Should Donald Trump surge from behind to win, he would likely bring in with him both houses of Congress.
Much of his agenda — tax cuts, deregulation, border security, deportation of criminals here illegally, repeal of Obamacare, appointing justices like Scalia, unleashing the energy industry — could be readily enacted.
On new trade treaties with China and Mexico, Trump might need economic nationalists in Bernie Sanders’ party to stand with him, as free-trade Republicans stood by their K-Street contributors.
Still, compatible agendas and GOP self-interest could transcend personal animosities and make for a successful four years.
But consider what a Hillary Clinton presidency would be like.
She would enter office as the least-admired president in history, without a vision or a mandate. She would take office with two-thirds of the nation believing she is untruthful and untrustworthy.
Reports of poor health and lack of stamina may be exaggerated. Yet she moves like a woman her age. Unlike Ronald Reagan, her husband, Bill, and President Obama, she is not a natural political athlete and lacks the personal and rhetorical skills to move people to action.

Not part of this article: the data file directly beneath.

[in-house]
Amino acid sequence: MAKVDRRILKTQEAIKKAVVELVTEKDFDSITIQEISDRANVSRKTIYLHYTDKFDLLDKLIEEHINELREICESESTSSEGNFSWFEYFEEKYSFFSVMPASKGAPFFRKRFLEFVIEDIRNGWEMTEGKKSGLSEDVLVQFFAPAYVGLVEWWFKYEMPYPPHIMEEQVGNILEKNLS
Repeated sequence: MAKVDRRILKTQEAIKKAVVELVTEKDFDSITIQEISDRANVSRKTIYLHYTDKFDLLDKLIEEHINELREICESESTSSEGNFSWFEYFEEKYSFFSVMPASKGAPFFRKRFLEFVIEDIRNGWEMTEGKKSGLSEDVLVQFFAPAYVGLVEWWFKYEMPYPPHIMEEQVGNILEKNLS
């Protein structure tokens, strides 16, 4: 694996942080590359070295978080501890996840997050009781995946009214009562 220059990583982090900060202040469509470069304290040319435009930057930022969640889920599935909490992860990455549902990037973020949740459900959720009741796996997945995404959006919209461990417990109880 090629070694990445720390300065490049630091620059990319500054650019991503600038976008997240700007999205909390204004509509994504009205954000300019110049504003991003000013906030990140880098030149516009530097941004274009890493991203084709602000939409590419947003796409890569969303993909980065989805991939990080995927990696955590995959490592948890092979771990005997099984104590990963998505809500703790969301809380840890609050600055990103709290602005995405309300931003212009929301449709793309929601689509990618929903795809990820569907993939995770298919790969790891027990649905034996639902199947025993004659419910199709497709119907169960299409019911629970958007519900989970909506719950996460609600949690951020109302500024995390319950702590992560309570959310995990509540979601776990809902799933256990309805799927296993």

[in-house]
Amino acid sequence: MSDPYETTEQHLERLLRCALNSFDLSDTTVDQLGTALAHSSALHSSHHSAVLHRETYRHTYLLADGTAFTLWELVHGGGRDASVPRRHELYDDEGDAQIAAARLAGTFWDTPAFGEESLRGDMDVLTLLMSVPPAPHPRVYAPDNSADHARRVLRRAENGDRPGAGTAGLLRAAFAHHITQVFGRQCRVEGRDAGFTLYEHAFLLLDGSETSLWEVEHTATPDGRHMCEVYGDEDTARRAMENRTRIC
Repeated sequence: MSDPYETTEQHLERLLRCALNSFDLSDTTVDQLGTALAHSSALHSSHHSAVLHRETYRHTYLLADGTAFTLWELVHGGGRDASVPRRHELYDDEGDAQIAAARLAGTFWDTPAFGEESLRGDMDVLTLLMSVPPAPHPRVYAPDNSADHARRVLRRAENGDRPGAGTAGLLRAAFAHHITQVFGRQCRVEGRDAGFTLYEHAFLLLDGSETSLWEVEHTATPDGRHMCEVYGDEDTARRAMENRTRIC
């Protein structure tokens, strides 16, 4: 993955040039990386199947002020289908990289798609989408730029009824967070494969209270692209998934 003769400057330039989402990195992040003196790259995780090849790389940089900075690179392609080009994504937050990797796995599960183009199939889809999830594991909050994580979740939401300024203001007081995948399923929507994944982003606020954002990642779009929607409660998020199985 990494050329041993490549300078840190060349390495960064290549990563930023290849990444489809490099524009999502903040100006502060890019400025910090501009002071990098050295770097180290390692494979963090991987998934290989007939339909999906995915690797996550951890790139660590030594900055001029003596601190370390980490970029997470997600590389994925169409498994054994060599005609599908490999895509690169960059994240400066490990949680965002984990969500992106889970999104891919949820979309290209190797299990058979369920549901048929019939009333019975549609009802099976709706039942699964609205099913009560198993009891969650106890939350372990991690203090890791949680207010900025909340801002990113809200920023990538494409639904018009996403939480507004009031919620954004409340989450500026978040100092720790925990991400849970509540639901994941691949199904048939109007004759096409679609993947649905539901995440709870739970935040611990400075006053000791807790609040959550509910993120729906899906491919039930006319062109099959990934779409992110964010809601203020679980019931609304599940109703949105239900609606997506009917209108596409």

She makes few mistakes as a debater, but she is often shrill — when she is not boring. Trump is right: Hillary Clinton is tough as a $2 steak. But save for those close to her, she appears not to be a terribly likable person.
Still, such attributes, or the lack of them, do not assure a failed presidency. James Polk, no charmer, was a one-term president, but a great one, victorious in the Mexican War, annexing California and the Southwest, negotiating a fair division of the Oregon territory with the British.